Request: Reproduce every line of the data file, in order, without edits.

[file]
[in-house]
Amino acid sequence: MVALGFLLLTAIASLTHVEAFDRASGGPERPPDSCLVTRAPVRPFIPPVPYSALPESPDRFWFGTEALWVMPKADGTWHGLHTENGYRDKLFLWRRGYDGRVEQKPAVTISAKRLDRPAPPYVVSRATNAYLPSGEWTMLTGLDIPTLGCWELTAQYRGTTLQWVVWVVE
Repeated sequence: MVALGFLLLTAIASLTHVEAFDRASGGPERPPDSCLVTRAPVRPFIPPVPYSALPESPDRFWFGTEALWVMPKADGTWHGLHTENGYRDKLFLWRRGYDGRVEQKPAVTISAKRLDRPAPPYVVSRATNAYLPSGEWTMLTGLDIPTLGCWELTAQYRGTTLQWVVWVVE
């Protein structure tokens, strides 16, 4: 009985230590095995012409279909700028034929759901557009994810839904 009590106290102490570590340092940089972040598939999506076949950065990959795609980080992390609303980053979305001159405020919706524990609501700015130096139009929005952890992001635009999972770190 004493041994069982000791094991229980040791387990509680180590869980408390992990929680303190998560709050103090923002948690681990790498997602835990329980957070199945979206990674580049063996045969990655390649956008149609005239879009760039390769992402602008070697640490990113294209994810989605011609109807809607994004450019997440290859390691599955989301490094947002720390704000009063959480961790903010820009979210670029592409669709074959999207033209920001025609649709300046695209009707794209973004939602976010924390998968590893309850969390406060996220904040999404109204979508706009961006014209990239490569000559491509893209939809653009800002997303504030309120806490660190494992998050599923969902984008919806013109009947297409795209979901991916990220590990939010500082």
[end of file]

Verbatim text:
[in-house]
Amino acid sequence: MVALGFLLLTAIASLTHVEAFDRASGGPERPPDSCLVTRAPVRPFIPPVPYSALPESPDRFWFGTEALWVMPKADGTWHGLHTENGYRDKLFLWRRGYDGRVEQKPAVTISAKRLDRPAPPYVVSRATNAYLPSGEWTMLTGLDIPTLGCWELTAQYRGTTLQWVVWVVE
Repeated sequence: MVALGFLLLTAIASLTHVEAFDRASGGPERPPDSCLVTRAPVRPFIPPVPYSALPESPDRFWFGTEALWVMPKADGTWHGLHTENGYRDKLFLWRRGYDGRVEQKPAVTISAKRLDRPAPPYVVSRATNAYLPSGEWTMLTGLDIPTLGCWELTAQYRGTTLQWVVWVVE
């Protein structure tokens, strides 16, 4: 009985230590095995012409279909700028034929759901557009994810839904 009590106290102490570590340092940089972040598939999506076949950065990959795609980080992390609303980053979305001159405020919706524990609501700015130096139009929005952890992001635009999972770190 004493041994069982000791094991229980040791387990509680180590869980408390992990929680303190998560709050103090923002948690681990790498997602835990329980957070199945979206990674580049063996045969990655390649956008149609005239879009760039390769992402602008070697640490990113294209994810989605011609109807809607994004450019997440290859390691599955989301490094947002720390704000009063959480961790903010820009979210670029592409669709074959999207033209920001025609649709300046695209009707794209973004939602976010924390998968590893309850969390406060996220904040999404109204979508706009961006014209990239490569000559491509893209939809653009800002997303504030309120806490660190494992998050599923969902984008919806013109009947297409795209979901991916990220590990939010500082």